There are so many books about famous authors who drank to excess. Ernest Hemingway got into bar fights, Dylan Thomas died of alcoholism, poet and Angeleno Charles Bukowski called drinking a form of suicide and Dorothy Parker fueled her acid wit with liquor.
Memoirs about people who are alcoholics may not be first on our list of books to read, but there are three autobiographical works that are not to be missed. They are not alcoholism 101 works about the mechanics of overindulgence and destruction, but they are sensitive, compelling and beautifully written. Readers have commented on how each provided inspiration for their own quest to be sober. All three memoirs are by women writers and all can be found at the Monrovia Public Library.
Currently on the bestseller list is Blackout by Sarah Hepola who went from secretly sipping her parents’ beer to being a blackout drinker who could not remember where she was or what she did. Her struggle, and eventual success, was to find a way of living without alcohol. This slight book can be read in one or two sittings.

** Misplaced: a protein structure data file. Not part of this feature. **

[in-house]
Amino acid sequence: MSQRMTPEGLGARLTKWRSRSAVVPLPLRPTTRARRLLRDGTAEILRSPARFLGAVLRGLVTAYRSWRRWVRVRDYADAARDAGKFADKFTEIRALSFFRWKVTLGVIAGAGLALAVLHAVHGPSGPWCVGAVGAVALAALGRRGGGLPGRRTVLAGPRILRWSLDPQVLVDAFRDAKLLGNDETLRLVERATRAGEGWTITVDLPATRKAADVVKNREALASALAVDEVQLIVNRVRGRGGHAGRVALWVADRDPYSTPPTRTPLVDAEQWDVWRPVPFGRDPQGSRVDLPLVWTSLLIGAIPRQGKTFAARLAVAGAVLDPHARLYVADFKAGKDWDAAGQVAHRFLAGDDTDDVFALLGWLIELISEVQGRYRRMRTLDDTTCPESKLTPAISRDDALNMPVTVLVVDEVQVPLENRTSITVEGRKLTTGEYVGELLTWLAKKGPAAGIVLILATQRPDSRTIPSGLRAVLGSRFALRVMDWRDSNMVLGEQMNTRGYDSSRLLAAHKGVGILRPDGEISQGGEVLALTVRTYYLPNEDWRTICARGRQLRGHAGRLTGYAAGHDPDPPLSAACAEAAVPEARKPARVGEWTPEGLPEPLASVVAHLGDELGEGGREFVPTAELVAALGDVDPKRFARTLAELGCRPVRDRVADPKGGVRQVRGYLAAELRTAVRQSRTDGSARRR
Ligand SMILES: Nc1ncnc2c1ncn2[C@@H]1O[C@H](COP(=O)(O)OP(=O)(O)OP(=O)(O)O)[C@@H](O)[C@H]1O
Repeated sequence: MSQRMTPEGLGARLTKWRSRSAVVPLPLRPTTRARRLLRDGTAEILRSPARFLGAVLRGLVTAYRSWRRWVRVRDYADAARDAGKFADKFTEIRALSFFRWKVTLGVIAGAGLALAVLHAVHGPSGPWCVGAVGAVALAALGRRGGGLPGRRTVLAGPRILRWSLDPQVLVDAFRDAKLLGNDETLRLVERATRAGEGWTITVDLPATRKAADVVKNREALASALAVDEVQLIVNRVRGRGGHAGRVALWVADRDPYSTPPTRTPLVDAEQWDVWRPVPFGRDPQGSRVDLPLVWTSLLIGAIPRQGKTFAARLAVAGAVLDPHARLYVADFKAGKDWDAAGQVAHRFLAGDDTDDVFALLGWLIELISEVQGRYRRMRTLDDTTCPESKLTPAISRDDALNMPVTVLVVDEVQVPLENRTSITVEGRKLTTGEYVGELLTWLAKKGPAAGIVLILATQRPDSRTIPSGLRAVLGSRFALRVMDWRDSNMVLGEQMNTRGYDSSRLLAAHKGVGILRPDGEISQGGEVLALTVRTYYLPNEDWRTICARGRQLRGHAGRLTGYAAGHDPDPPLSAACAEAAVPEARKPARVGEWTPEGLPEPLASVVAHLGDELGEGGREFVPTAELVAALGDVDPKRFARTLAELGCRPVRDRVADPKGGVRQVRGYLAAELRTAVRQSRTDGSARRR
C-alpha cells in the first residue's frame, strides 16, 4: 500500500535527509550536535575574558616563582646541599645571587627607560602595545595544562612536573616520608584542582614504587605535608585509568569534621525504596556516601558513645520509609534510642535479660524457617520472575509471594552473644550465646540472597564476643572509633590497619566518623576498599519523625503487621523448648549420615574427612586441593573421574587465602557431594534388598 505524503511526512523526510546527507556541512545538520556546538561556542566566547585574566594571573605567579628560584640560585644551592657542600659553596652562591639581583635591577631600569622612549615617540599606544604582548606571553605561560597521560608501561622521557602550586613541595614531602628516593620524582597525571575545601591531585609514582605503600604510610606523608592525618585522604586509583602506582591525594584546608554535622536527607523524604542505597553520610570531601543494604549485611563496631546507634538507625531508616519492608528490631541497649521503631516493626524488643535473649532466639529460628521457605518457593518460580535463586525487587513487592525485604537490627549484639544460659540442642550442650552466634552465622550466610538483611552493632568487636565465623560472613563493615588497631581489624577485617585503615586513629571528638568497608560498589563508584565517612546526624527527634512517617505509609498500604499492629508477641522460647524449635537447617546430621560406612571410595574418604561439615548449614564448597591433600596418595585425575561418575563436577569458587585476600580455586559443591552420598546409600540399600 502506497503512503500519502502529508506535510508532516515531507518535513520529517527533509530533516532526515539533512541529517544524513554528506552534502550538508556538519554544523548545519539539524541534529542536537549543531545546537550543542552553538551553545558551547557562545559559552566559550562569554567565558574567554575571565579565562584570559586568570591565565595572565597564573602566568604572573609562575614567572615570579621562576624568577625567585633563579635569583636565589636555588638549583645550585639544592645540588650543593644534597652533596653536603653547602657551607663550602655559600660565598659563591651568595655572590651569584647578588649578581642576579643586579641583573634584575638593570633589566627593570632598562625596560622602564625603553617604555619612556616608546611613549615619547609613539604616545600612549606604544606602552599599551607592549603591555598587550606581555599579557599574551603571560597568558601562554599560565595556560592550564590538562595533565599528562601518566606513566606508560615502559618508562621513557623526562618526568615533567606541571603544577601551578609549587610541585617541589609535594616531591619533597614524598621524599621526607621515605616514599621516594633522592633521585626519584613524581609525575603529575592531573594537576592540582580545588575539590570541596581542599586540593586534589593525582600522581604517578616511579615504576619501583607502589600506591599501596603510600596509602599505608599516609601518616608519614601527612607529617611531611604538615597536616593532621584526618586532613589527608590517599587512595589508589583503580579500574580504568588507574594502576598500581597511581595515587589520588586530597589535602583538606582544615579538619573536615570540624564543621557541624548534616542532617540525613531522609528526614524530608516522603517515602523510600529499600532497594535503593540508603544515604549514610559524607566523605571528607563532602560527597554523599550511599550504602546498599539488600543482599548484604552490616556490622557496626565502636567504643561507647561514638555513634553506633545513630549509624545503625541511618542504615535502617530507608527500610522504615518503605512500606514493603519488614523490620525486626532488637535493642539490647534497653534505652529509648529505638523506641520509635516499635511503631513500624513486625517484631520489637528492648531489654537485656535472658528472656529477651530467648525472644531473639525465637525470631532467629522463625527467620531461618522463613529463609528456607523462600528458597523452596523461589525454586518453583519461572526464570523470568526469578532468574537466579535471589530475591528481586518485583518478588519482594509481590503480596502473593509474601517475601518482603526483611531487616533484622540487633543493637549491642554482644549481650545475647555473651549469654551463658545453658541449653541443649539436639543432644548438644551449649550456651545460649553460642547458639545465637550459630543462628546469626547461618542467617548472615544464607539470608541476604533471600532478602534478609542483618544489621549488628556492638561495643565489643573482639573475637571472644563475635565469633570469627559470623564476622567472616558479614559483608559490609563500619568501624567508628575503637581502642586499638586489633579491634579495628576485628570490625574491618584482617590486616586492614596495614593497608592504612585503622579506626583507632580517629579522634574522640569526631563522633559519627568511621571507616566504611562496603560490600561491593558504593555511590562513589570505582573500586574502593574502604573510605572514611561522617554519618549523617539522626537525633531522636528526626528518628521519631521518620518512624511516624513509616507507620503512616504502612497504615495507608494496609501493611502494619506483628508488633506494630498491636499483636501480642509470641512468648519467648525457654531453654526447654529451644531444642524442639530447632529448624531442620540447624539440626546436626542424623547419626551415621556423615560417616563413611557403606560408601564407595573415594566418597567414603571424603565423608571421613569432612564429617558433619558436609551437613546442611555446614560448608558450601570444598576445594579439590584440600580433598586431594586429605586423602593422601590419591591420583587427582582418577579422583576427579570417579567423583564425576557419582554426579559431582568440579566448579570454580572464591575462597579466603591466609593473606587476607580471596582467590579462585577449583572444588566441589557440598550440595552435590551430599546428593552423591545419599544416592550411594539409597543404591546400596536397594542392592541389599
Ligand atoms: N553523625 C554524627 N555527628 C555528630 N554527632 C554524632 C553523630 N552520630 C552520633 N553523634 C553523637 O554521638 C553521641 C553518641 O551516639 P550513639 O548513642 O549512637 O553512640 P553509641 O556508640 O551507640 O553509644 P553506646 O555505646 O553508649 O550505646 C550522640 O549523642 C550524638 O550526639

The people in the life of the accomplished Sarah Knapp did not know that she was a secret drinker. Drinking: A Love Story is her extraordinary history of her own denial of problems with alcohol. Straightforward and free of excuses or self-pity, Knapp describes her drinking and path to sobriety. The book is not a movie-of-the-week tear jerker, but is incredibly powerful and compassionate.
The daughter of Debbie Reynolds and the actress who played Princess Leia in Star Wars, Carrie Fisher takes on her Hollywood lineage, mental illness and substance abuse in the wildly biting and hilarious Wishful Drinking. Based on her one woman play, this is a collection of anecdotes that pull back the curtain on one writer’s struggle.